China, Japan, and South Korean markets might be out on holidays, but that didn’t stop the rest of market players from making assets move in the last couple of hours.
- Chinese, Japanese, and South Korean markets out on holidays
- OPEC: output increase is “highly unlikely” unless there are supply and demand surprises
- China cancels trade talks with U.S. reps
OPEC in no hurry to boost output
In a Joint Ministerial Monitoring Committee (JMMC) in Algiers on Sunday, Saudi Oil Minister Khalid al Falih basically said “supply secured” and talked down the notion of increasing OPEC and non-OPEC production to reduce prices.
If you’re just tuning in, you should know that Donald Trump put pressure on OPEC last Thursday when he tweeted that “The OPEC monopoly must get prices down now!”
We protect the countries of the Middle East, they would not be safe for very long without us, and yet they continue to push for higher and higher oil prices! We will remember. The OPEC monopoly must get prices down now!
— Donald J. Trump (@realDonaldTrump) September 20, 2018
But in a presser, Al Falih said that “I do not influence prices.” Instead, he emphasized the group’s focus on supply and demand.
He shared that “The markets are adequately supplied,” adding that “[g]iven the numbers we saw today, that (an output increase in 2019) is highly unlikely unless we have surprises on the supply and demand.”
China cancels trade talks
Over the weekend the Wall Street Journal cited “people briefed on the matter” and revealed that Chinese officials have canceled their mid-level talks following the U.S.’ decision to slap tariffs on more Chinese goods.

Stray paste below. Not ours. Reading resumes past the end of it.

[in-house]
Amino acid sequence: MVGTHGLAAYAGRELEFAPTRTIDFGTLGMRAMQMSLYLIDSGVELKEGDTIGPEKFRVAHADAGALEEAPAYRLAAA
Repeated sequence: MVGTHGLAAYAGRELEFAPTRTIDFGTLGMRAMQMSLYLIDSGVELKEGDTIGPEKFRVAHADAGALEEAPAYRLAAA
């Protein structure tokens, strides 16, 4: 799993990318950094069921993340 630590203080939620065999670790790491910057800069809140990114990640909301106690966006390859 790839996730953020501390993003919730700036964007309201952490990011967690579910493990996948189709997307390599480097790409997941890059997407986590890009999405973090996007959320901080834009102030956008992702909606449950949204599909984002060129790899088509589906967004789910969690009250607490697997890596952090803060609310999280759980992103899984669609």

Recall that Treasury Secretary Steven Mnuchin had issued an invitation two weeks ago asking for a fresh round of talks this month.
But just last week the Trump administration announced a 10% tariff on $200B worth of Chinese goods scheduled to take effect today. Not only that, but the dues will increase to 25% at the end of the year.
Word around the hood is that Vice Commerce Minister Wang Shouwen was set to lead the talks before Vice Premier Liu makes a follow-up trip to Washington. WSJ’s sources say that both the September 27 and 28 trips have now been called off.
Meanwhile, a White House official confirmed that “there are no meetings on the books right now,” though the POTUS “wants us to continue to engage to try to achieve a positive way forward.”
Mixed commodity prices
Commodity prices were mixed, with gold taking a step back on a bit of dollar strength while OPEC members rebuffing talks of supply increases boosted crude oil benchmarks:
- Gold is down by 0.26% to $1,196.60 per troy ounce
- Brent crude oil is up by 1.51% to $79.86 per barrel
- U.S. WTI is up by 1.29% to $71.60 per barrel
Major Market Mover(s):
News of China canceling its scheduled trade-related negotiations with U.S. dragged the Aussie lower against its major counterparts.
AUD/USD is down by 18 pips (-0.24%) to .7268; AUD/JPY is down by 17 pips (-0.21%) to 81.83; EUR/AUD is up by 37 pips (+0.23%) to 1.6153; GBP/AUD is up by 48 pips (+0.27%) to 1.7991, and AUD/CAD is down by 11 pips (-0.12%) to .9396.
There were no direct catalysts for the pound’s strength, though some traders could have taken profits after last Friday’s bloodbath.
GBP/JPY is up by 9 pips (+0.06%) to 147.24; GBP/CHF is up by 15 pips (+0.12%) to 1.2547; GBP/NZD is up by 29 pips (+0.15%) to 1.9601, and GBP/CAD is up by 18 pips (+0.11%) to 1.6905.
Watch Out For:
- 8:00 am GMT: German IfO business climate (103.2 expected, 103.8 previous)
- 8:30 am GMT: BOE’s Financial Policy Committee (FPC) statement
- 10:00 am GMT: U.K.’s CBI industrial order expectations (5 expected, 7 previous)